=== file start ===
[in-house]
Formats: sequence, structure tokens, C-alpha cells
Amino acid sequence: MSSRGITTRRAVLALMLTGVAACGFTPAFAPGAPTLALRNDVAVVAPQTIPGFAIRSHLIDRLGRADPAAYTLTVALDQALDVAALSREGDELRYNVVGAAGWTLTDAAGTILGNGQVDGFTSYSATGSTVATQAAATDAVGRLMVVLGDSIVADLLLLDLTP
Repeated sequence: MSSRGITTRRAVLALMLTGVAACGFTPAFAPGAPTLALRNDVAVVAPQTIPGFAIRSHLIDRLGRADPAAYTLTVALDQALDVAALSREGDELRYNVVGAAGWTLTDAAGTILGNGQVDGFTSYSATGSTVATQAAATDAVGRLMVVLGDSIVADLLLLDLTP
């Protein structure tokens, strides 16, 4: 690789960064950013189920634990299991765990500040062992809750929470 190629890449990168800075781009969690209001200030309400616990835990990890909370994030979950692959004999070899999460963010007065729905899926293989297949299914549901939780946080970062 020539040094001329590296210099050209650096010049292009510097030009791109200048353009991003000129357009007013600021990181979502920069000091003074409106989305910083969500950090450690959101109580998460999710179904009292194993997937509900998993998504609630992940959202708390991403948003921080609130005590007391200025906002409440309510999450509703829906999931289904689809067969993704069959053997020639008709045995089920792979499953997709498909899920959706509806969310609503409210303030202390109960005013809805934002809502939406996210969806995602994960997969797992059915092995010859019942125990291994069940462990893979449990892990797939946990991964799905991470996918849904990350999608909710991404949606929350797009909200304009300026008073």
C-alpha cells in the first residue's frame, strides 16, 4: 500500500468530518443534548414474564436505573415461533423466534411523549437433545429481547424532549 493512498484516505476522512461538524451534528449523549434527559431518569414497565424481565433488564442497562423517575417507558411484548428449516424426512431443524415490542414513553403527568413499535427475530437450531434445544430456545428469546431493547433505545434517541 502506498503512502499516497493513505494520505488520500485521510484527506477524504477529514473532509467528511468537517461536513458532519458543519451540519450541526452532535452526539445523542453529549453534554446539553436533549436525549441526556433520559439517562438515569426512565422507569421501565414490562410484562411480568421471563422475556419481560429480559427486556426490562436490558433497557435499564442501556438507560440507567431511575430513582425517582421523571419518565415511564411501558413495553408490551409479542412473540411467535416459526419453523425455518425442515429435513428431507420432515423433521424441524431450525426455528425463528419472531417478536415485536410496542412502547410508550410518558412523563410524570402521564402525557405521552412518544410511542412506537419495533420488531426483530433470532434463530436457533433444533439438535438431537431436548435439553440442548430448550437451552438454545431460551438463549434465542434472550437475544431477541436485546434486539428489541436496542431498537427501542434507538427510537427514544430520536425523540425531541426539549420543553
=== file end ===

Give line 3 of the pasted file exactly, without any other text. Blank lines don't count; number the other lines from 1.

Amino acid sequence: MSSRGITTRRAVLALMLTGVAACGFTPAFAPGAPTLALRNDVAVVAPQTIPGFAIRSHLIDRLGRADPAAYTLTVALDQALDVAALSREGDELRYNVVGAAGWTLTDAAGTILGNGQVDGFTSYSATGSTVATQAAATDAVGRLMVVLGDSIVADLLLLDLTP